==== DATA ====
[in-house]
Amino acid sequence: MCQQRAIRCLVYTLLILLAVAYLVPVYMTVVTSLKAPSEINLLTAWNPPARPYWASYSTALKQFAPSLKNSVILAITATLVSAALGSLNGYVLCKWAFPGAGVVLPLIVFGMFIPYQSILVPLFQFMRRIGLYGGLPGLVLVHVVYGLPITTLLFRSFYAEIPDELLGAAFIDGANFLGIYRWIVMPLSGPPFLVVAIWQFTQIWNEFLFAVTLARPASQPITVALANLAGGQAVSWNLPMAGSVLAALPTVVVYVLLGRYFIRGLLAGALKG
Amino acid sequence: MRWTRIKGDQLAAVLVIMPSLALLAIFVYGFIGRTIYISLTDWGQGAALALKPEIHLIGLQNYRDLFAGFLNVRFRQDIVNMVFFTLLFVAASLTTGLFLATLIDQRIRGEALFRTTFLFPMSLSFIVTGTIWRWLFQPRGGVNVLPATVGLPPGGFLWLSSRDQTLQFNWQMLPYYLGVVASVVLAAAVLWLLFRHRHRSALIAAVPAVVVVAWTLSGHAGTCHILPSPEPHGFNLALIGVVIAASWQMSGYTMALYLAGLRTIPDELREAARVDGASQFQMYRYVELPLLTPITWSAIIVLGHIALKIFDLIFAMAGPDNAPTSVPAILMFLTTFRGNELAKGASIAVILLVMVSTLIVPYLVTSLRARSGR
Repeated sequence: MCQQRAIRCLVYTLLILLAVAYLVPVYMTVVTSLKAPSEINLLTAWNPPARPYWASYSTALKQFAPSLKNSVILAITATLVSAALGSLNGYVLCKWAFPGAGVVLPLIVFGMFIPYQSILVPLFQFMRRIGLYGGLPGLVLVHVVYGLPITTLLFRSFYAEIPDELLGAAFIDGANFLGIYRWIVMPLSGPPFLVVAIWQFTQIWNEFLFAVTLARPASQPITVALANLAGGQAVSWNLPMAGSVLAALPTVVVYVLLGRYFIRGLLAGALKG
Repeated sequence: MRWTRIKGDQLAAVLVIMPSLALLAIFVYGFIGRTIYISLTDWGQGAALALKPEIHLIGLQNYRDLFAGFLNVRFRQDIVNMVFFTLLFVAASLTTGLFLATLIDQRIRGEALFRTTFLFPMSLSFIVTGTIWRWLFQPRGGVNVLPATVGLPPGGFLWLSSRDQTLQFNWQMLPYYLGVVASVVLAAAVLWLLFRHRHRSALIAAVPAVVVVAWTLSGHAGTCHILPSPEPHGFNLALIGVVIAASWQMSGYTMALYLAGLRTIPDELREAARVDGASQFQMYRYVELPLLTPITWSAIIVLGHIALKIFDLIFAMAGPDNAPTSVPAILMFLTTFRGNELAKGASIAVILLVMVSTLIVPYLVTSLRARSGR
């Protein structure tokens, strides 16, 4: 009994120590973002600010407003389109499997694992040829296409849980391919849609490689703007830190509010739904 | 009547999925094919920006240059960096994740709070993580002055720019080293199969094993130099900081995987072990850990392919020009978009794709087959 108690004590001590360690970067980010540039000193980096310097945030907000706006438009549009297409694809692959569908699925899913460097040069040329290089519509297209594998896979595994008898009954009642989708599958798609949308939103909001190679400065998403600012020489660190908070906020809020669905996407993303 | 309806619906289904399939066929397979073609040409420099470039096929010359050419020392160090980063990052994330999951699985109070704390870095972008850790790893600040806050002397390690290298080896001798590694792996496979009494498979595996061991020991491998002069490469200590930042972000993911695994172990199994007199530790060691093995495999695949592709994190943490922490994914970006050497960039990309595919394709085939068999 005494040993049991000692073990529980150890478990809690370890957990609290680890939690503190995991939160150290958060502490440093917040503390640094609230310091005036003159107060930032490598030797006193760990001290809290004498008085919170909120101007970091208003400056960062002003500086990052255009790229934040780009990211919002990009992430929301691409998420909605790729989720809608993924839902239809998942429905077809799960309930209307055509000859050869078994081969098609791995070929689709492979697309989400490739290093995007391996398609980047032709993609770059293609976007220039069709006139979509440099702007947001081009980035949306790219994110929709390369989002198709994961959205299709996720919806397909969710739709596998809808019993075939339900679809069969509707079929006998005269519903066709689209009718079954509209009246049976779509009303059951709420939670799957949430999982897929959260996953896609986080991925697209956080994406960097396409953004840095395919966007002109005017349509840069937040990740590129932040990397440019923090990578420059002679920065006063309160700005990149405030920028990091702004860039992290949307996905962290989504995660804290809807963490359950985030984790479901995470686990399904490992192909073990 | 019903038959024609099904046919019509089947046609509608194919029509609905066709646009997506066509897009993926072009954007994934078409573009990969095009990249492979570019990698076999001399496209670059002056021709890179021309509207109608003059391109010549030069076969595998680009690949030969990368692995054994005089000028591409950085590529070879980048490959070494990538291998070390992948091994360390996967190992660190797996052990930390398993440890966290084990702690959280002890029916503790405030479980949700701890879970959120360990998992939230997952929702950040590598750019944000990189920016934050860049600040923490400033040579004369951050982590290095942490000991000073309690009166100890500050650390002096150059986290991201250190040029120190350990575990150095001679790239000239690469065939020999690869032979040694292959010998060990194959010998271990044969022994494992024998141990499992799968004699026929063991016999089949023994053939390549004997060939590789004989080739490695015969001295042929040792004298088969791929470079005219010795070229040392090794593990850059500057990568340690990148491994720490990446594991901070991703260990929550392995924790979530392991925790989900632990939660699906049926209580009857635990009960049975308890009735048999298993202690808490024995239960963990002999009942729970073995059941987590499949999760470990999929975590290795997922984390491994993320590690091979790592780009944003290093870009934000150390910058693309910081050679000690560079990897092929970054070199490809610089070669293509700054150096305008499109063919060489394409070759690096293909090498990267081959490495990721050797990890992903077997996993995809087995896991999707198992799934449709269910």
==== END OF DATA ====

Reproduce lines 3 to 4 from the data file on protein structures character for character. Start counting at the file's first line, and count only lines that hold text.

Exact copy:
Amino acid sequence: MRWTRIKGDQLAAVLVIMPSLALLAIFVYGFIGRTIYISLTDWGQGAALALKPEIHLIGLQNYRDLFAGFLNVRFRQDIVNMVFFTLLFVAASLTTGLFLATLIDQRIRGEALFRTTFLFPMSLSFIVTGTIWRWLFQPRGGVNVLPATVGLPPGGFLWLSSRDQTLQFNWQMLPYYLGVVASVVLAAAVLWLLFRHRHRSALIAAVPAVVVVAWTLSGHAGTCHILPSPEPHGFNLALIGVVIAASWQMSGYTMALYLAGLRTIPDELREAARVDGASQFQMYRYVELPLLTPITWSAIIVLGHIALKIFDLIFAMAGPDNAPTSVPAILMFLTTFRGNELAKGASIAVILLVMVSTLIVPYLVTSLRARSGR
Repeated sequence: MCQQRAIRCLVYTLLILLAVAYLVPVYMTVVTSLKAPSEINLLTAWNPPARPYWASYSTALKQFAPSLKNSVILAITATLVSAALGSLNGYVLCKWAFPGAGVVLPLIVFGMFIPYQSILVPLFQFMRRIGLYGGLPGLVLVHVVYGLPITTLLFRSFYAEIPDELLGAAFIDGANFLGIYRWIVMPLSGPPFLVVAIWQFTQIWNEFLFAVTLARPASQPITVALANLAGGQAVSWNLPMAGSVLAALPTVVVYVLLGRYFIRGLLAGALKG